This pretty much means that, in most cases, Lua wins over Ruby even when working with long (but immutable) strings.
However, the downside that Lua strings are immutable remains, and modifying a string means creating a new, modified copy of the string.
If I was asked which of the two languages had the powerful implementation of variadic functions, I'd 100% say Ruby. You can mix and match many kinds of syntactic constructs that capture additional arguments into both arrays and hashes.
But, with great strength comes... not so great performance.
Let's consider the following piece of code:
def foo(bar, *rest) do_something(bar) do_something(*rest) end
Every time the foo method is called, ruby needs to instantiate a new array
rest and collect the excess arguments into it. This ends up happening a lot and makes variadic methods very unsuited for code that needs to perform well.
Consider the equivalent code in Lua:
function foo(bar, ...) do_something(bar) do_something(...) end
Here, there's no array involved. The function can just leave bar on the stack, call
do_something telling it it has 1 argument, then pop bar from the stack and call
do_something again, telling it how many items are left on the stack.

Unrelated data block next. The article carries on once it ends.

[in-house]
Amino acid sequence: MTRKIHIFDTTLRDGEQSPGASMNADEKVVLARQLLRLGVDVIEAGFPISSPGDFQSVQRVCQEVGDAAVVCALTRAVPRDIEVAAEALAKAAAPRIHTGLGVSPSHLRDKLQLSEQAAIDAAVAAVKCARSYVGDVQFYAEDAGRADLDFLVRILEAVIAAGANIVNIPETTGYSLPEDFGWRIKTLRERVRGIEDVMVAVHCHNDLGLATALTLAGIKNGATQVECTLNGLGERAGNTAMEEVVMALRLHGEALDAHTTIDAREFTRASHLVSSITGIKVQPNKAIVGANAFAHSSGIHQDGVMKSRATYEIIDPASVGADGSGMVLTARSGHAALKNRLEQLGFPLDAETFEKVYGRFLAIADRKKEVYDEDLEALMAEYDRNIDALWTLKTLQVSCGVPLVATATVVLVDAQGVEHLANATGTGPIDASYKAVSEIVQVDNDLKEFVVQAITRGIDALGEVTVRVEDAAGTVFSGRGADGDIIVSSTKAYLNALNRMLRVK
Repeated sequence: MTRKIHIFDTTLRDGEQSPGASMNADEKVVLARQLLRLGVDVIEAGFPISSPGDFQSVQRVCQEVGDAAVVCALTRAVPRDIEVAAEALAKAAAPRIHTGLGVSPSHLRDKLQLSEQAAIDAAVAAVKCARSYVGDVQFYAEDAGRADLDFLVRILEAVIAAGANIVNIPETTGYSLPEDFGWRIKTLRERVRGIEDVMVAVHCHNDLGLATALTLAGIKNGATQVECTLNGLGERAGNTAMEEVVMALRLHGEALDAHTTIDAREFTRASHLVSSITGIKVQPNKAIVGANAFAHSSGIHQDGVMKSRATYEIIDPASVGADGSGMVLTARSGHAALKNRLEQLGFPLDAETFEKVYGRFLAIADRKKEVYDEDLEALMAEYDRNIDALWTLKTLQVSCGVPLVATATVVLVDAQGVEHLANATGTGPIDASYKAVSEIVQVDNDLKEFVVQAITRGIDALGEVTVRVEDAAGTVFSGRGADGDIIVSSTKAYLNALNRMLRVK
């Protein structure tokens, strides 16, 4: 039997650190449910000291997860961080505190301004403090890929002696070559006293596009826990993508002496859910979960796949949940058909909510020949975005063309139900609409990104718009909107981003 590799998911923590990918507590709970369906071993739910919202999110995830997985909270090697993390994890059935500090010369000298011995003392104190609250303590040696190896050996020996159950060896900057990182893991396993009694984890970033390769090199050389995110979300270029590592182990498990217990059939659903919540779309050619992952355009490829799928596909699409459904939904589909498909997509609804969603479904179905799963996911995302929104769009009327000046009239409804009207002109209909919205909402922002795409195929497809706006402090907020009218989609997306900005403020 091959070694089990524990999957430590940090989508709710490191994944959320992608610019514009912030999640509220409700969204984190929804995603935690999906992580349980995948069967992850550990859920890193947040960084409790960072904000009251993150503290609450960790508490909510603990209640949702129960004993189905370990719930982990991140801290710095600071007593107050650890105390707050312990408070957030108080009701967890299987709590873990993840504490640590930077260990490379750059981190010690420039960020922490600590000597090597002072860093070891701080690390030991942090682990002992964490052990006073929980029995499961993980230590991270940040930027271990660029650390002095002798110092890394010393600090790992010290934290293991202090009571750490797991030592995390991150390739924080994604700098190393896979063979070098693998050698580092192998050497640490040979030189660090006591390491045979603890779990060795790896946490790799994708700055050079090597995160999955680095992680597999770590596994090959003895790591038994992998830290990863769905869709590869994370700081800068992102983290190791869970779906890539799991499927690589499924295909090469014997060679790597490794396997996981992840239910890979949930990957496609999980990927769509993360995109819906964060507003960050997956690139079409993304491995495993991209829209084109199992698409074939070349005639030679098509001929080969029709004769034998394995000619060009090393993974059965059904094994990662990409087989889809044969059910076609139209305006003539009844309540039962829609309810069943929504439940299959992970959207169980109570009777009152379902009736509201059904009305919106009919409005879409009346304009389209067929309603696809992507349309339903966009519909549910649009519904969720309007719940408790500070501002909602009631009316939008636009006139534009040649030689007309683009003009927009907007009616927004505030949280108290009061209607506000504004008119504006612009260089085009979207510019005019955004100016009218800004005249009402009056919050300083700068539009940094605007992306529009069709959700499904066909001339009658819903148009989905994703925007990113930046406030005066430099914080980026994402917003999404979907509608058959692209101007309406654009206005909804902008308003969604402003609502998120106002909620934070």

This means writing functions like this is way more viable even when your code needs to run as fast as possible.
One difference that probably makes a way larger difference than most people would assume is the difference in mentality between the two communities.
When asked why Ruby is so great, the general response from its community will be something along the lines of "Because it's fun to write!". Many Ruby examples out there seem to throw performance out the window before even starting. This isn't necessarily a bad thing, but it ultimately leads to people writing libraries that run way slower than they could.
My experience with the Lua community has been vastly different. A simple google search brings up way more relevant and detailed information on how to improve performance in Lua than in Ruby, even though the latter has a much larger community that also seems to write way more about it.
Lua is already very fast on its own. LuaJIT though, that's a completely different level. There have been examples where JITed Lua code can even run faster than equivalent C code, because the compiler sometimes has more awareness of the code it's optimizing (After all, it keeps track of the code as it's being executed)